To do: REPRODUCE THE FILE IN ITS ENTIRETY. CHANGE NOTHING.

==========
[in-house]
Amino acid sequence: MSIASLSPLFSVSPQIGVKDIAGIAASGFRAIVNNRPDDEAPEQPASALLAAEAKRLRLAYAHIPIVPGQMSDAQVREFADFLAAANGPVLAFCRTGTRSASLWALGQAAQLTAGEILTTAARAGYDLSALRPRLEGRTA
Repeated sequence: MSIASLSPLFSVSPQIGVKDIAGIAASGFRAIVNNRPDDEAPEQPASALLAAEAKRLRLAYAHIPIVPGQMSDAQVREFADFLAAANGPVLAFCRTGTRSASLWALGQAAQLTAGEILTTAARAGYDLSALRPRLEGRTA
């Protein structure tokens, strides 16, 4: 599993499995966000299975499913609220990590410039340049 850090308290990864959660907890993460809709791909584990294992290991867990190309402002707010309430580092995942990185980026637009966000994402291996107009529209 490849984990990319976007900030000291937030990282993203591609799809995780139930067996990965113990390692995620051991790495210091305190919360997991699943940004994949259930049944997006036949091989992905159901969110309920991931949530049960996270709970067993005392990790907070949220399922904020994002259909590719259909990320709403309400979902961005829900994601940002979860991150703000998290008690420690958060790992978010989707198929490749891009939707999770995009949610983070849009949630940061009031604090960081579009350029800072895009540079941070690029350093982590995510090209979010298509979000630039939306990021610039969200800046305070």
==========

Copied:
[in-house]
Amino acid sequence: MSIASLSPLFSVSPQIGVKDIAGIAASGFRAIVNNRPDDEAPEQPASALLAAEAKRLRLAYAHIPIVPGQMSDAQVREFADFLAAANGPVLAFCRTGTRSASLWALGQAAQLTAGEILTTAARAGYDLSALRPRLEGRTA
Repeated sequence: MSIASLSPLFSVSPQIGVKDIAGIAASGFRAIVNNRPDDEAPEQPASALLAAEAKRLRLAYAHIPIVPGQMSDAQVREFADFLAAANGPVLAFCRTGTRSASLWALGQAAQLTAGEILTTAARAGYDLSALRPRLEGRTA
């Protein structure tokens, strides 16, 4: 599993499995966000299975499913609220990590410039340049 850090308290990864959660907890993460809709791909584990294992290991867990190309402002707010309430580092995942990185980026637009966000994402291996107009529209 490849984990990319976007900030000291937030990282993203591609799809995780139930067996990965113990390692995620051991790495210091305190919360997991699943940004994949259930049944997006036949091989992905159901969110309920991931949530049960996270709970067993005392990790907070949220399922904020994002259909590719259909990320709403309400979902961005829900994601940002979860991150703000998290008690420690958060790992978010989707198929490749891009939707999770995009949610983070849009949630940061009031604090960081579009350029800072895009540079941070690029350093982590995510090209979010298509979000630039939306990021610039969200800046305070």